Securinega virosa (SV) is a widely used plant in traditional medicine. The root is used as an aphrodisiac in north western Nigeria. The aim of the study was to provide pharmacological rationale for the ethnomedical use of the root of Securinega virosa as aphrodisiac as well as to establish its general male reproductive effects. A total of twenty four male wistar rats were randomly divided into four groups of six animals each (n=6), and used to assess the aphrodisiac potential of the extract which includes; mounting, intromission, ejaculation frequencies and latencies. Female Wistar rats used for pairing were brought to estrus phase of their reproductive cycle using oral suspension of ethinyl oestradiol (100 μ/ml/ animal), 48 hours prior to the pairing plus progesterone at a dose of I mg/animal injected subcutaneously, 6 hour prior to the experiment. For the assessment of male reproductive functions, a total of sixty (60) male Wistar rats were randomly divided into four groups (A, B, C, D) each consisting of fifteen (n=15) rats. Groups B, C and D were administered with the extract of Securinega virosa once daily at 24 hours interval at different graded doses of (31.25 mg/kg, 62.5mg/kg, and 125 mg/kg) respectively for 21 days. The rats in group A served as control and received 1ml/kg of distilled water for the same number of days. The extract significantly (P< 0.05) improved mating behavior, increased intromission frequency (IF) at 125 mg/kg, and significantly decreased (P< 0.05) ejaculatory latency (EL) at 31.20 mg/kg. Serum testosterone (ng/ml) level was significantly increased (P< 0.05) following first week of administration at doses of SV 62.50 mg/kg and 125 mg/kg; and also at third week of administration at dosage of SV 62.50 mg/kg. Serum LH (ng/ml) also increased at dose of 62.50 mg/kg following both first and the third week, while serum FSH (ng/ml) increased at 62.50mg/kg after the third week of administration. The extract caused a significant increase (p<0.05) in sperm motility, sperm count, sperm morphology and viability. There was a significant (p< 0.05) decrease in body weight at all the doses tested. The extract caused a significant increase (p< 0.05) in the weight of testes, epididymis and vas deferens weight (g). Histology of the rats treated with the highest dose showed normal seminiferous tubules with a markedly increased concentration of mature spermatozoa relative to the control. It is concluded that the methanol root bark extract of Securinega virosa possesses aphrodisiac activity with concurrent beneficial effects on sperm parameters.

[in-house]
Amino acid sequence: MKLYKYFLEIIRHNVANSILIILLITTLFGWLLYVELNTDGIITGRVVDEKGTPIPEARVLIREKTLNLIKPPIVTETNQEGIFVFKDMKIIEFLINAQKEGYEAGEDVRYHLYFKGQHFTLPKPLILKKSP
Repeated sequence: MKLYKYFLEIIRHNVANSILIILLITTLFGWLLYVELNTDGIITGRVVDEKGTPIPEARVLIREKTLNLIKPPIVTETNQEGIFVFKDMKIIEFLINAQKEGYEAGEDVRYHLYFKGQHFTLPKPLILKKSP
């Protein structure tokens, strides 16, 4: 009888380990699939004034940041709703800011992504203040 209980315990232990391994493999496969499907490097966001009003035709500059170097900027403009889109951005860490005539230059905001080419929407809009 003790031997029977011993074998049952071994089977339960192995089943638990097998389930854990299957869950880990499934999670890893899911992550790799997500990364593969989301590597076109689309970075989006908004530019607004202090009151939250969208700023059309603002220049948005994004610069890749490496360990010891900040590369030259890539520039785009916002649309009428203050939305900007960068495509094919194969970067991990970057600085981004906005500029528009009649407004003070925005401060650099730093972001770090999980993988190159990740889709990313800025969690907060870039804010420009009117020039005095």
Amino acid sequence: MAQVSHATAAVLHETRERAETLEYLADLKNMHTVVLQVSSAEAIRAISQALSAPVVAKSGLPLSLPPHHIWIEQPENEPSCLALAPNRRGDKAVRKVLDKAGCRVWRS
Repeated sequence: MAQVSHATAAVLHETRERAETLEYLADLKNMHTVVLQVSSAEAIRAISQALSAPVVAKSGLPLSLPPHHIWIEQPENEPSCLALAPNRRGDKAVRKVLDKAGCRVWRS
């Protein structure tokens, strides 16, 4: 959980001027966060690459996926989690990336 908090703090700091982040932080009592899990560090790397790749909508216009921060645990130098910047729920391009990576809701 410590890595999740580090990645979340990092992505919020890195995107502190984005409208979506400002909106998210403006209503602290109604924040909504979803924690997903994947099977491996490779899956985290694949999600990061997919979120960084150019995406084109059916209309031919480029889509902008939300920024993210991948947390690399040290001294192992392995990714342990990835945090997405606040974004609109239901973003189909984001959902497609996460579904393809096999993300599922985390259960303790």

1.1 Introduction

The main aim of marriage is the procreation (reproduction) of the organism and for the sexual fulfillment of both partners. In order to prevent extinction of an organism, the organism must be able to reproduce itself before it dies. In human beings, reproduction is initiated when a male and female are involved in a sexual intercourse, which allows the fusion between the sperm from the male and egg from the female to form a zygote, which develops into a fetus (Fullick, 1994).